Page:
Because in our current society, we use social networking to say horrific things to people we do not like. This is most profoundly experienced on Twitter. A multitude of politicians, entertainers, athletes and pseudo-celebrities cannot post anything on Twitter without a torrent of criticism being lobbed at them.
For many, there is a disjointed belief that typing excessively rude “mean Tweets” to famous people is somehow empowering. They do it more than once a day. In many instances, the surrility is aimed at politicians. The acrimony borders on rage. Scratch that…it is rage!
What makes this dangerous is that it is not just an exclusive club of public figures that are attacked. Recently, a teenage girl from Utah that wore a prom dress of Chinese origin was the target of an easily-offended, bullying, social networking rabble.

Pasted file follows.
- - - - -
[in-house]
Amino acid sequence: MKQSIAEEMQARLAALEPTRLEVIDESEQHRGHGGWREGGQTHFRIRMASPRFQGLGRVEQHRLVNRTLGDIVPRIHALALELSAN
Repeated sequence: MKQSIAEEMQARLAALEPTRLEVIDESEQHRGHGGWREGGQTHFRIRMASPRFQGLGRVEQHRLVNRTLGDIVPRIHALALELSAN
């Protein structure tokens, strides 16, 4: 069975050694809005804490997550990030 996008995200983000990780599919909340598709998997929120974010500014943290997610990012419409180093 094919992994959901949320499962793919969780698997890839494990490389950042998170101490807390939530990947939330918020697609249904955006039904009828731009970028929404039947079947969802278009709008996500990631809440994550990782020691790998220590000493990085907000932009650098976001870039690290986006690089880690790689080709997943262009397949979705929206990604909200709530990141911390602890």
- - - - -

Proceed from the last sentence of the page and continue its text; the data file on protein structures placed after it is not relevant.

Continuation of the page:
And the two-word term used to explain this behavior in news accounts has become a redundancy: Twitter explodes.
Yeah, that is the point of Twitter. It explodes with instantaneous, illogical and hyperbolic rage. Twitter exploding is as predictable as water being wet.
“I feel your pain” has now turned into “You caused me pain. Now I am going to plague your life”.
And Facebook is just as bad. It may be worse because it is bigger and more readily available to angry people.
This is our world. We use tech devices to indulge ourselves in sociopathic behavior sustained by a fanatical belief that we are in the right. We condition ourselves to see others with opposing views as evil. Calling them names on social networking is not only reasonable, it is nearly a duty in defense of what is right and true.